• Public defence: 2018-05-18 10:30 M108, Sundsvall
    Rönngren, Ylva
    Mid Sweden University, Faculty of Human Sciences, Department of Nursing Sciences.
    Supporting healthy lifestyle habits in persons with mental disorders: The development of a nurse-led lifestyle intervention2018Doctoral thesis, comprehensive summary (Other academic)
    Abstract [en]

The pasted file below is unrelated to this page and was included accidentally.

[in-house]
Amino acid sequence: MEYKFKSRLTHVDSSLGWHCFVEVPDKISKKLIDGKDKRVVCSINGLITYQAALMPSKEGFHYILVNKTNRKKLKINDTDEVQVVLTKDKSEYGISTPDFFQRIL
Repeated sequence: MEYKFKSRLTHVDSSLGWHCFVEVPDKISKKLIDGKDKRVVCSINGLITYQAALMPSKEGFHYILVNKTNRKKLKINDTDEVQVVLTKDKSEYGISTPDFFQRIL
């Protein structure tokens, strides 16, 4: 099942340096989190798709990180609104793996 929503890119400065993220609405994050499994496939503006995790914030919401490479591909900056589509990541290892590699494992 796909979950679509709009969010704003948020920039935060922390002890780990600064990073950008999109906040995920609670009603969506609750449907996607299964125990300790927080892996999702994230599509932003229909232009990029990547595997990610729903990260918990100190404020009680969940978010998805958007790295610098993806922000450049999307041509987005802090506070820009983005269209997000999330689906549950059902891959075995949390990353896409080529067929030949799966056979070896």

Persons with mental disorders have an increased risk of developing health problems. One reason for this is poor lifestyle habit support. The aim of this thesis was to develop and evaluate a nurse-led lifestyle intervention for persons with mental disorders. Two versions of the intervention were conducted in the municipality (versions I, II) and one in a primary healthcare setting (version III). The educational elements of the intervention were led by nurses and practically executed by nursing staff (study II and III). In study IV education was both led and executed in practice by nurses. Data were collected through focus groups, individual interviews, and measurements. Study I, a qualitative development study, showed that, when motivating for lifestyle changes, it was important to structure daily life and provide emotional support. Loneliness, lack of knowledge and support, and general resources were identified as barriers to lifestyle changes. Version I contained health education for nursing staff and individual lifestyle habit support to persons with mental disorders, which included physical exercises and cognitive support. Study II was a qualitative acceptability study of the intervention (version I) and its assessment tools. The intervention with its relational, educational, and supportive dimensions and the assessment tools was promising. In Study III (version II), a quantitative pilot study, persons with mental disorders received health education together with the nursing staff. The intervention provided improvements to various degrees in health-related variables of quality of life, cognitive performance, walking capacity, and waist circumference. Study IV (version III), a qualitative study, included health education and individual lifestyle habit support for young adults with mental illness. The young adults experienced challenges including psychiatric symptoms, loneliness, and a lack of social understanding. The thesis results showed that the core components of the intervention with interpersonal relationships, where nursing staff played an important role, and further components such as health education and health discussions, in addition to cognitive support, worked well together to support lifestyle habit changes. Those components already exist and may therefore be easy to implement into daily nursing practice in different housing conditions and with individuals of different ages and needs for mental health care support. Group education was a way not only to develop new health strategies but also to establish social relationships. The intervention may also be modified to work with other groups of persons who need more explicit lifestyle habit support. However, to better determine the efficacy and sustainability of the intervention, larger studies over a longer time should be conducted.